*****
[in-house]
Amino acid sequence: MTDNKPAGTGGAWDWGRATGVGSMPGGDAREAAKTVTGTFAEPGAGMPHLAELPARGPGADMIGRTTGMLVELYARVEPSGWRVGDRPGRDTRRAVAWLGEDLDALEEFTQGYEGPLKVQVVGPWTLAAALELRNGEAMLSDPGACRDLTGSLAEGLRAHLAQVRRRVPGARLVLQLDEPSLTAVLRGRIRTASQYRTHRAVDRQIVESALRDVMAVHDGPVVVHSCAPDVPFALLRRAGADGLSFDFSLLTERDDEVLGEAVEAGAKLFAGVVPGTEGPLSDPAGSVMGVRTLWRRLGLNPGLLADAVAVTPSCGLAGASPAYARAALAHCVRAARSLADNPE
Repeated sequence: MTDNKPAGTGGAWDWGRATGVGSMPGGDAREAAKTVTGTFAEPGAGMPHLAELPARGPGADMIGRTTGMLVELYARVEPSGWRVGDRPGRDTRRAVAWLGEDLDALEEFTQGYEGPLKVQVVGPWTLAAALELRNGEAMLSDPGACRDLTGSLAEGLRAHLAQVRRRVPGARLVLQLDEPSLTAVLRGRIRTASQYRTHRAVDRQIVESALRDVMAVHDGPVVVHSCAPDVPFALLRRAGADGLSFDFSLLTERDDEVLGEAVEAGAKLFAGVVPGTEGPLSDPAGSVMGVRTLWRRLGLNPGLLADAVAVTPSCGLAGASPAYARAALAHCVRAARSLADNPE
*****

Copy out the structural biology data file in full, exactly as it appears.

[in-house]
Amino acid sequence: MTDNKPAGTGGAWDWGRATGVGSMPGGDAREAAKTVTGTFAEPGAGMPHLAELPARGPGADMIGRTTGMLVELYARVEPSGWRVGDRPGRDTRRAVAWLGEDLDALEEFTQGYEGPLKVQVVGPWTLAAALELRNGEAMLSDPGACRDLTGSLAEGLRAHLAQVRRRVPGARLVLQLDEPSLTAVLRGRIRTASQYRTHRAVDRQIVESALRDVMAVHDGPVVVHSCAPDVPFALLRRAGADGLSFDFSLLTERDDEVLGEAVEAGAKLFAGVVPGTEGPLSDPAGSVMGVRTLWRRLGLNPGLLADAVAVTPSCGLAGASPAYARAALAHCVRAARSLADNPE
Repeated sequence: MTDNKPAGTGGAWDWGRATGVGSMPGGDAREAAKTVTGTFAEPGAGMPHLAELPARGPGADMIGRTTGMLVELYARVEPSGWRVGDRPGRDTRRAVAWLGEDLDALEEFTQGYEGPLKVQVVGPWTLAAALELRNGEAMLSDPGACRDLTGSLAEGLRAHLAQVRRRVPGARLVLQLDEPSLTAVLRGRIRTASQYRTHRAVDRQIVESALRDVMAVHDGPVVVHSCAPDVPFALLRRAGADGLSFDFSLLTERDDEVLGEAVEAGAKLFAGVVPGTEGPLSDPAGSVMGVRTLWRRLGLNPGLLADAVAVTPSCGLAGASPAYARAALAHCVRAARSLADNPE